I let myself get beyond frustrated yesterday. On the eve of the Easter morning, my frustration lead to doubt. I was trying to make Easter bread. It is a Greek tradition, this brioche type bread. It is baked with deep red dyed Easter eggs in the wreath. It is a symbolic bread. The yeast makes the bread rise , just as Jesus will rise. The three eggs symbolize the Holy Trinity, three in one symbolized by the circular wreath. Their color symbolizes the blood of Christ. The bread is a braid of three ropes of dough, also calling to mind the Trinity.
Making this bread is a bit grandiose for me, as I am not a dedicated bread maker. The recipe calls for a whole stick of butter and 6 eggs, 9 cups of flour, the zest from a lemon and an orange. It must proof for an hour and then there is a double rise. My dough did not rise. It was 8PM, I was devastated. I felt like an utter failure. How hard could this be? Holy cow! I felt like all my efforts were pointless, just like the dough. And while being upset, upset my family, I felt like they didn’t really understand nor care about the bread. Frankly, me expecting them to be as invested in the process (or the meaning of the bread) is self-centered. But, all I could think was, “why bother”? The kids will probably more enthusiastic about Pop-tarts than home made bread, especially weird bread that looks different. So why bother? Who cares about the lamb I have had marinating since Holy Thursday, or the homemade hummus or the rest of the menu. It’s just the 4 of us. The kids won’t eat any of it. We will say, “eat your dinner” about 15,000 times before conceding that it is a lost cause. They would rather have macaroni and cheese.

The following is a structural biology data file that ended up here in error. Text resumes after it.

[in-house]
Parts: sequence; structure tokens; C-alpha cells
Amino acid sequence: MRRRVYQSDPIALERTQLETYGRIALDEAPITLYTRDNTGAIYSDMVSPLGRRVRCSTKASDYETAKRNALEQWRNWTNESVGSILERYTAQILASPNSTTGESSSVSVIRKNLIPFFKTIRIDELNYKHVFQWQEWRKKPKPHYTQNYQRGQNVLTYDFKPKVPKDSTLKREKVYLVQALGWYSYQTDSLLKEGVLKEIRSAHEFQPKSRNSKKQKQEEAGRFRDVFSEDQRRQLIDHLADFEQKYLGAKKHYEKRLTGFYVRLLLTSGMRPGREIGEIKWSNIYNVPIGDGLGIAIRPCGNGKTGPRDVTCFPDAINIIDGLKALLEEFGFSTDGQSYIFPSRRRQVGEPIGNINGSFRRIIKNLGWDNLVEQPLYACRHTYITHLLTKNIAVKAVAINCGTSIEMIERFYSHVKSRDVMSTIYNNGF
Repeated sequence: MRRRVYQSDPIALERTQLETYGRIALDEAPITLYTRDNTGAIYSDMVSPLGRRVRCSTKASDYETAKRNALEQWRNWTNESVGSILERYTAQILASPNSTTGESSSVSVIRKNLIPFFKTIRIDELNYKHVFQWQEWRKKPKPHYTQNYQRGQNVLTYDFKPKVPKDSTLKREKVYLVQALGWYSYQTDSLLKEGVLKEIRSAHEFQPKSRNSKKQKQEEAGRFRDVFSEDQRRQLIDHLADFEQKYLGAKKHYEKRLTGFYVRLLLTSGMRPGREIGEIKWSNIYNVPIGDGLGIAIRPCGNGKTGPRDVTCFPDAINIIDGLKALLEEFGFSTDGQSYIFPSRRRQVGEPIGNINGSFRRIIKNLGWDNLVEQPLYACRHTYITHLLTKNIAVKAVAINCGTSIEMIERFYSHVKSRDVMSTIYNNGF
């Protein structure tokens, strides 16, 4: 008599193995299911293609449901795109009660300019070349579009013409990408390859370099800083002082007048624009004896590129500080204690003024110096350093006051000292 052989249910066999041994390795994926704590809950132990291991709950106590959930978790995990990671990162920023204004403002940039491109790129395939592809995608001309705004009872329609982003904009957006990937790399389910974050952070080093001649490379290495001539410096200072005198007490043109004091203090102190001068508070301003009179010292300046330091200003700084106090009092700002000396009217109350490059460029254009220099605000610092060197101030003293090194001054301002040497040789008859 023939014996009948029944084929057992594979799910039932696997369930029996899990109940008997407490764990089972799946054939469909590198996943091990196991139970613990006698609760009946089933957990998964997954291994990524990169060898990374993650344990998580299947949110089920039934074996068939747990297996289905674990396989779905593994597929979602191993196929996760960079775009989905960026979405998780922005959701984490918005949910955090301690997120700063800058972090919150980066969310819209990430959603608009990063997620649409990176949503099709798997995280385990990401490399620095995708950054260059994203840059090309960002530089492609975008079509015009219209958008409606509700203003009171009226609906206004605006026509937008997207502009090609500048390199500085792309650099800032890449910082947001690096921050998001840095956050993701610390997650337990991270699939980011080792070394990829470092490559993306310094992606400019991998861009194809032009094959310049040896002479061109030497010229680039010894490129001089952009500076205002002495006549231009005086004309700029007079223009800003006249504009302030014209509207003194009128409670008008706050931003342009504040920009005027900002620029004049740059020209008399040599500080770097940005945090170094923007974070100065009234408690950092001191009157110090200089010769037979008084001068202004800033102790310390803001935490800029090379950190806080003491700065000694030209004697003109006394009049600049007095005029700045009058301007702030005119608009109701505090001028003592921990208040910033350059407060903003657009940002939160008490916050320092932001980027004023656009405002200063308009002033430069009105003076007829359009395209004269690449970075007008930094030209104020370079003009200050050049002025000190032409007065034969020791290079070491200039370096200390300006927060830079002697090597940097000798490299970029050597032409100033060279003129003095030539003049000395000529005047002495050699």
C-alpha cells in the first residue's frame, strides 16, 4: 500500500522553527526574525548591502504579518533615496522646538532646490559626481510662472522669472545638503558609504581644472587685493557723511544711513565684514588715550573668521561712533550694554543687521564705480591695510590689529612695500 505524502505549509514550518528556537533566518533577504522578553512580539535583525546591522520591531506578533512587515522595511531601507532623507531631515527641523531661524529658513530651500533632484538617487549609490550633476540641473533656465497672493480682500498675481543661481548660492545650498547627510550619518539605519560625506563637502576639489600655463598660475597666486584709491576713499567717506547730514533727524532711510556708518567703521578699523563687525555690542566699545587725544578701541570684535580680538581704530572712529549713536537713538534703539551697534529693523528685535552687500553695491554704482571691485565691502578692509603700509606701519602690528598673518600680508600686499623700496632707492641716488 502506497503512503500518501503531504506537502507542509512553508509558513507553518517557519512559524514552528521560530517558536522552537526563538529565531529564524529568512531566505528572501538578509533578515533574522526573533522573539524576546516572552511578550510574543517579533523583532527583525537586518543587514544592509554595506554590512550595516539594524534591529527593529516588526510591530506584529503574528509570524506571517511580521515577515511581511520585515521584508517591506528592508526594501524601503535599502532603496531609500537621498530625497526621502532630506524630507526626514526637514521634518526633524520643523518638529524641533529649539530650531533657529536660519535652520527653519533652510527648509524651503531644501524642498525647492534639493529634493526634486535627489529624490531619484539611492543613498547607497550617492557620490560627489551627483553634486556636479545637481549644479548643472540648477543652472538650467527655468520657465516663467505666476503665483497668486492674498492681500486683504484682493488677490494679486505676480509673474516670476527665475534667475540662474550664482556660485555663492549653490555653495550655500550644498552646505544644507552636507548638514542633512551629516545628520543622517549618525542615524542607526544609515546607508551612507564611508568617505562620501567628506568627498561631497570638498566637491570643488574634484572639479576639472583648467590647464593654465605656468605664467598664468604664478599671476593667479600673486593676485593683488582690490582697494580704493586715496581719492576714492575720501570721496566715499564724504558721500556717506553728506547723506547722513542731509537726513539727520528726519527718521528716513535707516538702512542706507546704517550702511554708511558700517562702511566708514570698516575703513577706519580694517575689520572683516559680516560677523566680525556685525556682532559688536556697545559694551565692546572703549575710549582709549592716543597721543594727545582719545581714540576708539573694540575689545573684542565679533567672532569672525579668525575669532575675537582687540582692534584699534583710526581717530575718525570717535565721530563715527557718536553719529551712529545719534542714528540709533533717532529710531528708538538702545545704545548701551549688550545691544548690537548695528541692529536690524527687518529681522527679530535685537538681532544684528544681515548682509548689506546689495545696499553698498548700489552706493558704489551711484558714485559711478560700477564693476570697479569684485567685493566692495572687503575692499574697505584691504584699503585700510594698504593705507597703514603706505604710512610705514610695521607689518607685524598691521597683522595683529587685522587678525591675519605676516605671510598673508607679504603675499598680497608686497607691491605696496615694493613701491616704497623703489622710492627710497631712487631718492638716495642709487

So, the doubt dug in deep and set about pulling me apart. I had made the Lenten sacrifice of DOUBT. Not until this morning did I remember the Lenten promise I made and that the failed bread was used against me. The Enemy lays in wait. In the act of making a symbolic gesture to God, the Enemy stalked me. And I was slain. I ended up crying over this stupid bread, over a bowl of dead, unrisen bread. I wept. And then I decided to make it again. Now, this seemed both ridiculous (because it was now 9PM) and expensive. And if it didn’t rise again, I was going to be even more upset and I would have wasted a dozen eggs!
When I took the final bread out of the oven at 1 am, and the house smelled like a faint orange scent bread, I was happy. Fulfilled.
This morning is seems both absurd and profound. I was weeping for my own failure, but I was weeping over this bread. His bread. I wanted it to rise. I needed it to rise. And on Easter morning, we celebrate our Risen Lord. I ate two slice of freshly toast bread with my orange marmalade. Cameron tried the bread (scoffing at the sesame seeds) and admitted it was good….sweet.